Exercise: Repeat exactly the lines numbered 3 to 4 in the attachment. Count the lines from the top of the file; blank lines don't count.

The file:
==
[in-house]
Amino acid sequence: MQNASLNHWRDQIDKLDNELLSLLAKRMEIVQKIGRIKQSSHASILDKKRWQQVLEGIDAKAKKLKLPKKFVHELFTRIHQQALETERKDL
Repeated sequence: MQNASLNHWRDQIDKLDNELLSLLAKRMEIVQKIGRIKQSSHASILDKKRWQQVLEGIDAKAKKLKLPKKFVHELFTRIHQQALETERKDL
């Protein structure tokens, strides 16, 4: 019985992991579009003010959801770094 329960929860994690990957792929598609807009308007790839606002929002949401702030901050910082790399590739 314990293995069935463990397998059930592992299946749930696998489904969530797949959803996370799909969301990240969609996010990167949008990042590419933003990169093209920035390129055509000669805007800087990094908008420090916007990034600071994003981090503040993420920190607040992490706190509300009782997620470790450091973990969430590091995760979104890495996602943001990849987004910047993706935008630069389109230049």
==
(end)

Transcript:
Repeated sequence: MQNASLNHWRDQIDKLDNELLSLLAKRMEIVQKIGRIKQSSHASILDKKRWQQVLEGIDAKAKKLKLPKKFVHELFTRIHQQALETERKDL
């Protein structure tokens, strides 16, 4: 019985992991579009003010959801770094 329960929860994690990957792929598609807009308007790839606002929002949401702030901050910082790399590739 314990293995069935463990397998059930592992299946749930696998489904969530797949959803996370799909969301990240969609996010990167949008990042590419933003990169093209920035390129055509000669805007800087990094908008420090916007990034600071994003981090503040993420920190607040992490706190509300009782997620470790450091973990969430590091995760979104890495996602943001990849987004910047993706935008630069389109230049």